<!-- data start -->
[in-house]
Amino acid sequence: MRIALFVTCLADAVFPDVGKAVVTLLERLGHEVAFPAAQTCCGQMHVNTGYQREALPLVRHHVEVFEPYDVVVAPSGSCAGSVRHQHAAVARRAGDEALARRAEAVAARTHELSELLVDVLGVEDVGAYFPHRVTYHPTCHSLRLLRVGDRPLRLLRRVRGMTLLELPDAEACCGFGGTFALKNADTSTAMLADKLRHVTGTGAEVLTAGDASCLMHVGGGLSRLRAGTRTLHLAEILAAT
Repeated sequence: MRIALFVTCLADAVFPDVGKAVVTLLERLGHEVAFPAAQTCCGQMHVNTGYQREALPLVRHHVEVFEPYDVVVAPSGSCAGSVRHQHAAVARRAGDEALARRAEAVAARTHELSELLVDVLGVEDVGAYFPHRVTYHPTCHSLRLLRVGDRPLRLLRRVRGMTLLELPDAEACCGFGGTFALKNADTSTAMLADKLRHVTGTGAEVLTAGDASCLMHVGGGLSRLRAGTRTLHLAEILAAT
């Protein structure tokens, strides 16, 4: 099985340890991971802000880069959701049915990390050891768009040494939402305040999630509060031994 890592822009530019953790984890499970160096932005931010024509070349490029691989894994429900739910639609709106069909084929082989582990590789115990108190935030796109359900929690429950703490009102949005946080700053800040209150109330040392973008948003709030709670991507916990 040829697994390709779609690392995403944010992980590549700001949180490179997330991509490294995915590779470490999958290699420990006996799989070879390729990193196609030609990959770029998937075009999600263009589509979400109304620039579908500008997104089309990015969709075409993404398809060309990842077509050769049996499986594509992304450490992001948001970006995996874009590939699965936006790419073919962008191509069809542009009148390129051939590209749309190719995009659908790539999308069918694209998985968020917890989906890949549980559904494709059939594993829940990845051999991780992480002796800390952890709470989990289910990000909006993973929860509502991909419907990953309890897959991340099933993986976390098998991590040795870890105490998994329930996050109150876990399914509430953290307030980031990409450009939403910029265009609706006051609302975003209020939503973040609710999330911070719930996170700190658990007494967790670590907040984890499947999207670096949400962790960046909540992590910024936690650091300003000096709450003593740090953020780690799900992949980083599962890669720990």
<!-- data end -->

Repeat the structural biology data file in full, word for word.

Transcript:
[in-house]
Amino acid sequence: MRIALFVTCLADAVFPDVGKAVVTLLERLGHEVAFPAAQTCCGQMHVNTGYQREALPLVRHHVEVFEPYDVVVAPSGSCAGSVRHQHAAVARRAGDEALARRAEAVAARTHELSELLVDVLGVEDVGAYFPHRVTYHPTCHSLRLLRVGDRPLRLLRRVRGMTLLELPDAEACCGFGGTFALKNADTSTAMLADKLRHVTGTGAEVLTAGDASCLMHVGGGLSRLRAGTRTLHLAEILAAT
Repeated sequence: MRIALFVTCLADAVFPDVGKAVVTLLERLGHEVAFPAAQTCCGQMHVNTGYQREALPLVRHHVEVFEPYDVVVAPSGSCAGSVRHQHAAVARRAGDEALARRAEAVAARTHELSELLVDVLGVEDVGAYFPHRVTYHPTCHSLRLLRVGDRPLRLLRRVRGMTLLELPDAEACCGFGGTFALKNADTSTAMLADKLRHVTGTGAEVLTAGDASCLMHVGGGLSRLRAGTRTLHLAEILAAT
């Protein structure tokens, strides 16, 4: 099985340890991971802000880069959701049915990390050891768009040494939402305040999630509060031994 890592822009530019953790984890499970160096932005931010024509070349490029691989894994429900739910639609709106069909084929082989582990590789115990108190935030796109359900929690429950703490009102949005946080700053800040209150109330040392973008948003709030709670991507916990 040829697994390709779609690392995403944010992980590549700001949180490179997330991509490294995915590779470490999958290699420990006996799989070879390729990193196609030609990959770029998937075009999600263009589509979400109304620039579908500008997104089309990015969709075409993404398809060309990842077509050769049996499986594509992304450490992001948001970006995996874009590939699965936006790419073919962008191509069809542009009148390129051939590209749309190719995009659908790539999308069918694209998985968020917890989906890949549980559904494709059939594993829940990845051999991780992480002796800390952890709470989990289910990000909006993973929860509502991909419907990953309890897959991340099933993986976390098998991590040795870890105490998994329930996050109150876990399914509430953290307030980031990409450009939403910029265009609706006051609302975003209020939503973040609710999330911070719930996170700190658990007494967790670590907040984890499947999207670096949400962790960046909540992590910024936690650091300003000096709450003593740090953020780690799900992949980083599962890669720990």